Another, more sophisticated, approach is to formulate a debugging scheme beforehand and, by the use of the computer console, insert strategic halts in the program before it is run. After each halt, the programmer can examine various registers and, where necessary, alter their contents. In cases where errors fail to appear where expected, this console debugging approach is of little value. In addition, the difficulties of interpreting binary console displays and manipulating the high numbers of console switches necessary to correct a program in this approach often produce added errors.

To solve many of the problems mentioned above, debugging programs are written for controlling the operations which would normally be performed by the programmer if he used the console. Such a program allows the user to examine registers, change their contents, make corrections, make additions to the program, and so forth. In general, debugging programs allow the programmer to examine for errors and make corrections in the original language of the program listing, with all translation being performed by the debugging program.

Many digital computers are operated online. that is, they are continually ready to accept or provide data on demand. For example, a computer may be continually connected to a cathode ray tube, a teletype and a variety of process sensors. When one of the sensors generates data, normal computer operation is interrupted so that the newly sensed data may be read in.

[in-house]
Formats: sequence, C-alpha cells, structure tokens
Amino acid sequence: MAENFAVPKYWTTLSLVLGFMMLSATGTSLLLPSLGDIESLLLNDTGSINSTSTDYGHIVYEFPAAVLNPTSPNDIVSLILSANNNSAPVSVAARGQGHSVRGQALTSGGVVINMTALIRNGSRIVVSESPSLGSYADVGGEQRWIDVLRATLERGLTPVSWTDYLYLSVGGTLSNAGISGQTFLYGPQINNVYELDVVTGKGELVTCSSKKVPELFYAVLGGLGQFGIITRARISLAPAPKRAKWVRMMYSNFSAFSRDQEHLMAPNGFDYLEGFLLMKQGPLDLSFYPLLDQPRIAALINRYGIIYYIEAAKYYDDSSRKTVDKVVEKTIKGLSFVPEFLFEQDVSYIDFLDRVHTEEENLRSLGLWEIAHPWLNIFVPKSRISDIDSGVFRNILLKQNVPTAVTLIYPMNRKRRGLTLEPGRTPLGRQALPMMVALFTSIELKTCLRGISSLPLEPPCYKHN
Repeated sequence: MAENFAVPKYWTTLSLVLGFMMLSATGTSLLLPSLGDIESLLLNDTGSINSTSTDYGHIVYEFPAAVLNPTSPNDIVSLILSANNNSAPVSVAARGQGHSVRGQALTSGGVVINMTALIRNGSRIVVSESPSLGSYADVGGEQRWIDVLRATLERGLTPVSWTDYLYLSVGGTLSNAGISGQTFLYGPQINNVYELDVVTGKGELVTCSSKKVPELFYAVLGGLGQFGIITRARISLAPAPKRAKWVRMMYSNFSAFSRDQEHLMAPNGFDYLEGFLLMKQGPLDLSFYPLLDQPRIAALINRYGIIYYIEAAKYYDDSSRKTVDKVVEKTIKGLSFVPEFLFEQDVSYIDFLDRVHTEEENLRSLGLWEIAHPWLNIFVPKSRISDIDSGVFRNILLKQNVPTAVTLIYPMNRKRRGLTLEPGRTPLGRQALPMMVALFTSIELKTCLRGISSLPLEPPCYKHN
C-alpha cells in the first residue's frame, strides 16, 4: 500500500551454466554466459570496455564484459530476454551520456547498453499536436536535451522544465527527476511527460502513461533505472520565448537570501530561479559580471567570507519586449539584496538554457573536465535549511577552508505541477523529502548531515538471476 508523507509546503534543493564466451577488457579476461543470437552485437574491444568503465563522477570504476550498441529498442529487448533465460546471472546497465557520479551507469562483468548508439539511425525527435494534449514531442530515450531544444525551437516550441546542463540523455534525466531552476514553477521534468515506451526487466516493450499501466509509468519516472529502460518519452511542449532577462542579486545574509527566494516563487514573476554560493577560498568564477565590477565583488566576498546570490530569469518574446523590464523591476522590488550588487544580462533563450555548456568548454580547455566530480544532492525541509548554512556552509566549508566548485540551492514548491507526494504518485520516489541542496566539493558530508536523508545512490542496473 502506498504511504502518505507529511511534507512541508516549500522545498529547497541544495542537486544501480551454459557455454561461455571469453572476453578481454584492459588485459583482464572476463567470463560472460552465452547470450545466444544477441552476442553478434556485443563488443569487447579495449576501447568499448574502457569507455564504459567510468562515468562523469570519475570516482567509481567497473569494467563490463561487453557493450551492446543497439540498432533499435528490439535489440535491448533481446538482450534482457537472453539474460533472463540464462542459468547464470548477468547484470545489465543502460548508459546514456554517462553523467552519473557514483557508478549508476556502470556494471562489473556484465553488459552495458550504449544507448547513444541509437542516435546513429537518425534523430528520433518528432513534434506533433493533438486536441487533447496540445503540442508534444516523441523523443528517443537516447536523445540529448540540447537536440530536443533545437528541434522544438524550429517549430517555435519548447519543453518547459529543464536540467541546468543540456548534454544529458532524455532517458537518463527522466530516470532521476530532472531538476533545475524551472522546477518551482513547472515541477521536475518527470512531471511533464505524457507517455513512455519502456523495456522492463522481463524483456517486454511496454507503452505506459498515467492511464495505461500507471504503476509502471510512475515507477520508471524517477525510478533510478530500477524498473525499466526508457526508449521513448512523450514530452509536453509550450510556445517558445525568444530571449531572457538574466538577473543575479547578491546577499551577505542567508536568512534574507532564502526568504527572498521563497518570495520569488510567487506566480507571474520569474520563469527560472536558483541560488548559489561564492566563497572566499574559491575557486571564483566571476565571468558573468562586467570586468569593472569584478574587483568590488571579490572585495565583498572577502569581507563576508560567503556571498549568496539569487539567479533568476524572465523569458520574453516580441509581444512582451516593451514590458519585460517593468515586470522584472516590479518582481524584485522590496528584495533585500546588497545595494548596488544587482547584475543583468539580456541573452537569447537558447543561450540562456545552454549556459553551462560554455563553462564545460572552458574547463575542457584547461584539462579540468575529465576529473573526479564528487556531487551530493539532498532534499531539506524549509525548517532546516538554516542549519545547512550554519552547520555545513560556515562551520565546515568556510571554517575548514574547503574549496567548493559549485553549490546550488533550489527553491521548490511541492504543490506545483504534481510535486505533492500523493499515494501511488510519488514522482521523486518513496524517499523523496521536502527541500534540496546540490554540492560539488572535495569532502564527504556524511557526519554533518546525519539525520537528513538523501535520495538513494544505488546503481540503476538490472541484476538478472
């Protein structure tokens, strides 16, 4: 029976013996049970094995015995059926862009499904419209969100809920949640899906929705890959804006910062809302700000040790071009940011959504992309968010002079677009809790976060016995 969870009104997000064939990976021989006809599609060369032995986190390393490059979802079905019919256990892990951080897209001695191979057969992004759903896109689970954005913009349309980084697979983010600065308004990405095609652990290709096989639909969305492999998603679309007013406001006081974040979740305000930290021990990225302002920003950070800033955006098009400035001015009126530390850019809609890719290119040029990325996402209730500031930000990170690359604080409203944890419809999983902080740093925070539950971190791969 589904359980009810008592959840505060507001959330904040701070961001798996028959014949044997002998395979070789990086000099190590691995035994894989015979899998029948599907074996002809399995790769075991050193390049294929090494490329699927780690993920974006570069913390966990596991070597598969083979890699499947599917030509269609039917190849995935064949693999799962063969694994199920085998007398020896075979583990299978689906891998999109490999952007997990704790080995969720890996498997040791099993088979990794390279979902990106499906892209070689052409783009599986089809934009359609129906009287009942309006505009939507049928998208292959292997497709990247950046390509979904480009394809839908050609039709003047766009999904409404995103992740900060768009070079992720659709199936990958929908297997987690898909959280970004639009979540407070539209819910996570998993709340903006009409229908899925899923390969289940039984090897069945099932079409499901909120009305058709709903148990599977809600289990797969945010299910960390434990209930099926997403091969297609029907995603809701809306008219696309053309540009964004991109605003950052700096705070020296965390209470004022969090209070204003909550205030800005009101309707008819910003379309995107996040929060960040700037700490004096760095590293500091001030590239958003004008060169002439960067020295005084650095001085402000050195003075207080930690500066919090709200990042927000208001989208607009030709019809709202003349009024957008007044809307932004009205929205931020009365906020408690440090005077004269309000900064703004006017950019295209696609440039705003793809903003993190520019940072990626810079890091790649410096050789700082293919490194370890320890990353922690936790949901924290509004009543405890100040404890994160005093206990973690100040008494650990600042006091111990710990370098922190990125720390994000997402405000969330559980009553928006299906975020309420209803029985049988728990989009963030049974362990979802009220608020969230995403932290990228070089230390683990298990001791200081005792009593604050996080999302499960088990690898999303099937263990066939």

As will be explained below, normal debugging procedures, as briefly described above, may not be used in online applications with an active interrupt. When an online computer is operating with an active interrupt, any input-output device may interrupt normal operation and require servicing at any time. Interrupts occur at random times so that it is impossible to predict the point in a program at which an interrupt will occar. It is, therefore, an object of this invention to provide a method and circuitry for debugging a program run on an online computer with an active interrupt.

It is another object of this invention to automatically interrupt a program after each instruction so that the correctness of the instruction and the machine operation may be determined.

It is still another object of this invention to examine the input-output devices following each interrupt to ascertain whether any need servicing before the debugging routine is effected.

It is yet another object of this invention to provide a delayed interrupt signal after every instruction to interrupt machine operation after the following instruction.

These and other objects of this invention will become clear by reference to the following specification and accompanying drawings, wherein:

FIG. I is a generalized bloclt diagram for illustrating the interrupt function of online computers; and

FIG. I is a bloclt diagram of the circuit of this invention.

Referring to FIG. I. a simplified bloclt diagram of an online digital computer is shown for illustrating, in general terms, the interrupt feature of such computers. Computer I is connected to a plurality of input-output devices 2 via interrupt bus 3. Interrupt enable switch 4, controlled via line 5, directly connects the various input-output devices 2 with computer I. When interrupt enable switch 4 is controlled to an "on" condition by line 5, the computer is operating with an active interrupt.

Generalized ground switch 7 selectively connects interrupt bus 3 to ground. When any of the input-output devices are ready to deliver or accept data to or from computer I, ground switch control line It] causes switch 7 to close, connecting interrupt bus 3 to ground. If interrupt enable switch 4 is on, the interrupt thereby being active, computer I interrupts operation of the main program and switches control to a previously stored interrupt service routine. The service routine, via line l2, interrogates unique logic block I3 in each of the inputoutput devices to determine which requires service. Depending upon which requires attention, a service subroutine, written for the particular device, provides the proper service.